Google I/O is a wrap! Catch up on TensorFlow sessions

# tf.norm

Computes the norm of vectors, matrices, and tensors.

This function can compute several different vector norms (the 1-norm, the Euclidean or 2-norm, the inf-norm, and in general the p-norm for p > 0) and matrix norms (Frobenius, 1-norm, 2-norm and inf-norm).

`tensor` `Tensor` of types `float32`, `float64`, `complex64`, `complex128`
`ord` Order of the norm. Supported values are `'fro'`, `'euclidean'`, `1`, `2`, `np.inf` and any positive real number yielding the corresponding p-norm. Default is `'euclidean'` which is equivalent to Frobenius norm if `tensor` is a matrix and equivalent to 2-norm for vectors. Some restrictions apply: a) The Frobenius norm `'fro'` is not defined for vectors, b) If axis is a 2-tuple (matrix norm), only `'euclidean'`, '`fro'`, `1`, `2`, `np.inf` are supported. See the description of `axis` on how to compute norms for a batch of vectors or matrices stored in a tensor.
`axis` If `axis` is `None` (the default), the input is considered a vector and a single vector norm is computed over the entire set of values in the tensor, i.e. `norm(tensor, ord=ord)` is equivalent to `norm(reshape(tensor, [-1]), ord=ord)`. If `axis` is a Python integer, the input is considered a batch of vectors, and `axis` determines the axis in `tensor` over which to compute vector norms. If `axis` is a 2-tuple of Python integers it is considered a batch of matrices and `axis` determines the axes in `tensor` over which to compute a matrix norm. Negative indices are supported. Example: If you are passing a tensor that can be either a matrix or a batch of matrices at runtime, pass `axis=[-2,-1]` instead of `axis=None` to make sure that matrix norms are computed.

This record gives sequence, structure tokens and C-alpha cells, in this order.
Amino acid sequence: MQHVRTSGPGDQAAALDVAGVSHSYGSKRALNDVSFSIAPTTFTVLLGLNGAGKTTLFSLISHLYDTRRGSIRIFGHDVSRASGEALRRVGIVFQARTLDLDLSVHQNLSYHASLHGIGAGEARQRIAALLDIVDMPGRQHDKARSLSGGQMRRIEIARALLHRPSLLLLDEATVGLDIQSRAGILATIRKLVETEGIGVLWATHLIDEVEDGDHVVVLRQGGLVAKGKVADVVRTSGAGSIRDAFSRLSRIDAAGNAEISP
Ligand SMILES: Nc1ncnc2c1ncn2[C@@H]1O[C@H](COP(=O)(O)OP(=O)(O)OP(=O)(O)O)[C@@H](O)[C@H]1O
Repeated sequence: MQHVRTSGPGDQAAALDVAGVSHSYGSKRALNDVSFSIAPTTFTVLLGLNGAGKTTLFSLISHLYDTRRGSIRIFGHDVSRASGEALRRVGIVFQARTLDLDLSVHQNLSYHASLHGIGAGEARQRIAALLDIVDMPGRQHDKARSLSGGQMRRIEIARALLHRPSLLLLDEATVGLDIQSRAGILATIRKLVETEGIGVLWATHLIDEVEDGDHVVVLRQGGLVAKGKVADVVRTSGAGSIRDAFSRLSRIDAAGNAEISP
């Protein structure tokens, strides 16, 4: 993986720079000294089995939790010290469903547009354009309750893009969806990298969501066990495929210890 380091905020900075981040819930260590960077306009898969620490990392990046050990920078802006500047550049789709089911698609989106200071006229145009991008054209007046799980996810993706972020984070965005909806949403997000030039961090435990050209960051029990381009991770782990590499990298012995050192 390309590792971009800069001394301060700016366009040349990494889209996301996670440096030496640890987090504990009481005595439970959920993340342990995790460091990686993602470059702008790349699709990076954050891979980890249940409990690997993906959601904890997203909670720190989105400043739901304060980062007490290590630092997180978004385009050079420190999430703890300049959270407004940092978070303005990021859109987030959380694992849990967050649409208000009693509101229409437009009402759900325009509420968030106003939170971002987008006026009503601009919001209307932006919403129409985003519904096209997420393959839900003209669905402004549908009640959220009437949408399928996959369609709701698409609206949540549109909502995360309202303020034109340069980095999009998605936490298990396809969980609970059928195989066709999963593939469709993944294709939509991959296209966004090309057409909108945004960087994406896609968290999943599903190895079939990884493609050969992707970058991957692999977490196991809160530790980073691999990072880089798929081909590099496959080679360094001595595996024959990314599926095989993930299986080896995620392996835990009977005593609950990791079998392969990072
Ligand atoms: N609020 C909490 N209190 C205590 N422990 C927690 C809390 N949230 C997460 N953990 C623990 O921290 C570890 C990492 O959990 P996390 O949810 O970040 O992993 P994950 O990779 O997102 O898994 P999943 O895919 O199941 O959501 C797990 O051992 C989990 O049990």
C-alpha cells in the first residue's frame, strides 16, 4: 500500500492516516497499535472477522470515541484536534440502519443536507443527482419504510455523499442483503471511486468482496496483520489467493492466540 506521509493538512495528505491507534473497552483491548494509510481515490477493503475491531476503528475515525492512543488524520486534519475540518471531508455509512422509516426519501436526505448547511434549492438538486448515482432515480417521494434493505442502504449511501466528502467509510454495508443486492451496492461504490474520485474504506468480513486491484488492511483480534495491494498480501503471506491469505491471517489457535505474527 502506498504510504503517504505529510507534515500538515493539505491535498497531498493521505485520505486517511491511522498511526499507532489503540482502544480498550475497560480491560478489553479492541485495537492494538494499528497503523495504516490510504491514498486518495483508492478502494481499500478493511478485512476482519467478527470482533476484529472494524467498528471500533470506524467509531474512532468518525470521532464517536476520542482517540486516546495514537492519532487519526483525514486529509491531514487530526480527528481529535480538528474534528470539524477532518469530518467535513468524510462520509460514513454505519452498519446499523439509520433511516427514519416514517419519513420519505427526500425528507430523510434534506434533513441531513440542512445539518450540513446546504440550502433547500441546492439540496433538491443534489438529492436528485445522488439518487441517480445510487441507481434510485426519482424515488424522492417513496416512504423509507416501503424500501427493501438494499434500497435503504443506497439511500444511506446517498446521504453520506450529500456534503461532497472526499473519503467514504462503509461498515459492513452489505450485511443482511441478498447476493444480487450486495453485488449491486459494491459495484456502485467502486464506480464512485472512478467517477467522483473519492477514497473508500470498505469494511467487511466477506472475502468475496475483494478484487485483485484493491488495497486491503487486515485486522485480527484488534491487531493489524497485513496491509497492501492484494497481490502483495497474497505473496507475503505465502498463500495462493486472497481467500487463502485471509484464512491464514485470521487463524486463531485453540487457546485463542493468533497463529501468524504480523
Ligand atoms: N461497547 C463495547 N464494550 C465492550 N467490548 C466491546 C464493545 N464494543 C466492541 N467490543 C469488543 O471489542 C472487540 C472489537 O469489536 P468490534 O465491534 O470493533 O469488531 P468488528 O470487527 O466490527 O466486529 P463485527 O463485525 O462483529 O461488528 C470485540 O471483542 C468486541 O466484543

`keepdims` If True, the axis indicated in `axis` are kept with size 1. Otherwise, the dimensions in `axis` are removed from the output shape.
`name` The name of the op.

`output` A `Tensor` of the same type as tensor, containing the vector or matrix norms. If `keepdims` is True then the rank of output is equal to the rank of `tensor`. Otherwise, if `axis` is none the output is a scalar, if `axis` is an integer, the rank of `output` is one less than the rank of `tensor`, if `axis` is a 2-tuple the rank of `output` is two less than the rank of `tensor`.

`ValueError` If `ord` or `axis` is invalid.

#### Numpy Compatibility

Mostly equivalent to numpy.linalg.norm. Not supported: ord <= 0, 2-norm for matrices, nuclear norm. Other differences: a) If axis is `None`, treats the flattened `tensor` as a vector regardless of rank. b) Explicitly supports 'euclidean' norm as the default, including for higher order tensors.

[{ "type": "thumb-down", "id": "missingTheInformationINeed", "label":"Missing the information I need" },{ "type": "thumb-down", "id": "tooComplicatedTooManySteps", "label":"Too complicated / too many steps" },{ "type": "thumb-down", "id": "outOfDate", "label":"Out of date" },{ "type": "thumb-down", "id": "samplesCodeIssue", "label":"Samples / code issue" },{ "type": "thumb-down", "id": "otherDown", "label":"Other" }]
[{ "type": "thumb-up", "id": "easyToUnderstand", "label":"Easy to understand" },{ "type": "thumb-up", "id": "solvedMyProblem", "label":"Solved my problem" },{ "type": "thumb-up", "id": "otherUp", "label":"Other" }]